“And isn’t the whole point of things—beautiful things—that they connect you to some larger beauty?” —Donna Tartt, The Goldfinch

When I first picked up Donna Tartt’s Pulitzer Prize-winning book The Goldfinch, I had the wrong idea. The book was receiving the highest of accolades and the jacket description described a mysterious painting and a criminal underworld serving as the backdrop of “a stay-up-all-night-and-tell-all-your-friends-triumph.” I was expecting an exciting, suspenseful page-turner.

And in one sense, it is. This is a rich, imaginative novel. And yet the book is so powerful not because it is suspenseful or exciting. The Goldfinch is beautiful. It is a work of art, ironically, about a work of art.

The painting from which the book takes its name is by the Dutch artist Carel Fabritius, a student of Rembrandt. As the book opens, thirteen-year-old Theo Decker and his mother are visiting the Met in Manhattan to see “The Goldfinch,” his mother’s favorite painting, when a bomb explodes killing many, his mother included. Theo miraculously survives, and on his way out takes the painting, drawing him into a tortuous cycle of comfort and distress, joy and longing as the escalating consequences climax fourteen years later on the snowy streets of Amsterdam.

Beauty and Suffering

At the heart of the novel is Theo’s struggle to reconcile beauty with the severity of life. Theo deeply feels the power of art to create breathtaking, jaw-dropping beauty, a beauty that “alters the grain of reality.” And yet what is beauty in a world where life is a truth-less illusion, an inevitable catastrophe? What good is beauty, mired as it is in the awfulness of human suffering?

As Tartt allows her protagonist to struggle with these questions, something good becomes something profound. Over the course of the novel, Theo begins to slowly realize a truth that brings him right to the edge of the divine—a truth that fully strikes him as he sits observing his fellow passengers on a Manhattan subway—“namely, that the pursuit of pure beauty is a trap, a fast track to bitterness and sorrow, that beauty has to be wedded to something more meaningful.”

Beauty Wed to Meaning

In his book Simply Christian, N.T. Wright shares the story of someone finding a musical score, written by hand, in a dusty old attic. The manuscript is an old one—handwritten for the piano. After consulting with experts, it is found to be a previously undiscovered work of Mozart’s. The only problem is that it doesn’t sound right at all—it’s incomplete. They have found only the piano part of a larger work written for a quintet. While wonderful and beautiful, this music is only a signpost of something still to be discovered.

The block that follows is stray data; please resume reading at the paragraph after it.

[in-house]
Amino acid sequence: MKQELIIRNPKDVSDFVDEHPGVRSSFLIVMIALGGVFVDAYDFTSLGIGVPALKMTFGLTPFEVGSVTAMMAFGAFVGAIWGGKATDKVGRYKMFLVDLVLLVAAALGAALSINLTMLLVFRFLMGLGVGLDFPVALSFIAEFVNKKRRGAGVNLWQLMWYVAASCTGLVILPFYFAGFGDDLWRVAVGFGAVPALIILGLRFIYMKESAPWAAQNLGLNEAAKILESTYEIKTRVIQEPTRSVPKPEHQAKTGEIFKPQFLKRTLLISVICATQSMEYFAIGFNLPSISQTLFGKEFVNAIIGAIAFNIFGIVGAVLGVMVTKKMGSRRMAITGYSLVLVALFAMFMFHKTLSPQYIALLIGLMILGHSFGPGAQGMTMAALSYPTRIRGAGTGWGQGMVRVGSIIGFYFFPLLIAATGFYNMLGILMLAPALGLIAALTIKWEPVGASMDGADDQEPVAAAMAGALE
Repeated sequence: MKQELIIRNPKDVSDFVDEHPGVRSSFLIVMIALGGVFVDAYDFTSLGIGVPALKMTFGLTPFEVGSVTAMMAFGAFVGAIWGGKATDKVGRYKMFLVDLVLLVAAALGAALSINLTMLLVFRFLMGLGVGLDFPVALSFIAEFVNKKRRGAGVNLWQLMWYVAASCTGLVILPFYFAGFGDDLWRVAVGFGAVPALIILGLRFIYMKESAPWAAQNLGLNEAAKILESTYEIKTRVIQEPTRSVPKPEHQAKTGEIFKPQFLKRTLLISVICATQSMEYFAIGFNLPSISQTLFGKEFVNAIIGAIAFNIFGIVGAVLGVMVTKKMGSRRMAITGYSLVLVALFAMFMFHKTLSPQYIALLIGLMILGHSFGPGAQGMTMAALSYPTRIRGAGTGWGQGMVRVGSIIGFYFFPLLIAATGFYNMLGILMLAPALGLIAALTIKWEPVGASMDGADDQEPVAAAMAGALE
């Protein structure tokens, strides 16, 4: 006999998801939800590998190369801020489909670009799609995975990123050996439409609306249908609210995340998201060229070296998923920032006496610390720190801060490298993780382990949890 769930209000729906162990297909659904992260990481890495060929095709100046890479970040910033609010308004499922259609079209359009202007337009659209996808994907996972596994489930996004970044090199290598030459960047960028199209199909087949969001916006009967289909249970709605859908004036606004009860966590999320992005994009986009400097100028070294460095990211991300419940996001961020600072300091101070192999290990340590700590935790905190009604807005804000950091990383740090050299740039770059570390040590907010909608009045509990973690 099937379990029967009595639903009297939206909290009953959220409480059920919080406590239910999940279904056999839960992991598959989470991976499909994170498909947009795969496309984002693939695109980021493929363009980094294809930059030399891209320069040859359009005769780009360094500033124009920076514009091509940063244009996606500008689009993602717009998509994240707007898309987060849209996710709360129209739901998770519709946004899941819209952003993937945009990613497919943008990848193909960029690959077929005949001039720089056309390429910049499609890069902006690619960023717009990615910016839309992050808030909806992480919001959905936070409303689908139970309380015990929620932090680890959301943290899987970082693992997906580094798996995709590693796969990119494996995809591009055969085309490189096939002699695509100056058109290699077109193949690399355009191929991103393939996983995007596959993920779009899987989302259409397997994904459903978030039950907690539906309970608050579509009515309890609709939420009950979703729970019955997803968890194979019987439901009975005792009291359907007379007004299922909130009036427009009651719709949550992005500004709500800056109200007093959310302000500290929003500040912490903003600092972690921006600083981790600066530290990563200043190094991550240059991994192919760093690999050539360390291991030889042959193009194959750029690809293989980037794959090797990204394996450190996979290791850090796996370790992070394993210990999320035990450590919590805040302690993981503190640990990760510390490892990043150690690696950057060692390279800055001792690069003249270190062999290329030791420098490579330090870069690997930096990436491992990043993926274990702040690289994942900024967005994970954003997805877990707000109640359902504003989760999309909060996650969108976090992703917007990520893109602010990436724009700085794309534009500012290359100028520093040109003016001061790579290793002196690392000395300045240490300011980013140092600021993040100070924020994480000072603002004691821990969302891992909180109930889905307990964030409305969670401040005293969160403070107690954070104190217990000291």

Wright says, “That is what the beauty of this earth is like. It is a true signpost.” We can see this beauty everywhere–sunsets, arias, the flight of a bird, or the crashing of a wave. All remind us that the whole earth is full of His glory (Is. 6:1). The astounding, incomplete beauty of this world whispers something of the perfect beauty that is not of this world.

For the Christian, all of reality makes sense only in light of God. Beauty finds its meaning in relationship to God.  So this innate longing (or as St. Augustine would say, this heart restlessness), points us outside of ourselves to the all-beautiful Creator of beauty. C.S. Lewis reflected on this common human experience in The Problem of Pain:

There have been times when I think we do not desire heaven, but more often I find myself wondering whether, in our heart of hearts, we have ever desired anything else . . . . tantalizing glimpses, promises never quite fulfilled, echoes that died away just as they caught your ear. But if . . . there ever came an echo that did not die away but swelled into the sound itself—you would know it. Beyond all possibility of doubt you would say, “here at last is the thing I was made for.

Leading Us To Jesus

The Goldfinch movingly illustrates the human craving for beauty, the innate longing for transcendence. For Theo, that longing is only filled by love. “In the midst of our dying,” he says, “as we rise from the organic and sink back ignominiously into the organic, it is a glory and a privilege to love what Death doesn’t touch.”

For those with eyes to see, Theo is not far from the Kingdom. For it is only in the love of the one who was touched by Death, but defeated it; the one who lives eternally and by which all beautiful things live and move have their being; it is only in Jesus’ love that we find beauty and ours souls are at rest.

When I finished The Goldfinch I almost immediately recognized what had happened: in a book about the power of art to create soul-stirring beauty, Tartt has done just that. And so it is, that in awakening our souls to beauty and transcendence, The Goldfinch leads us to Jesus.


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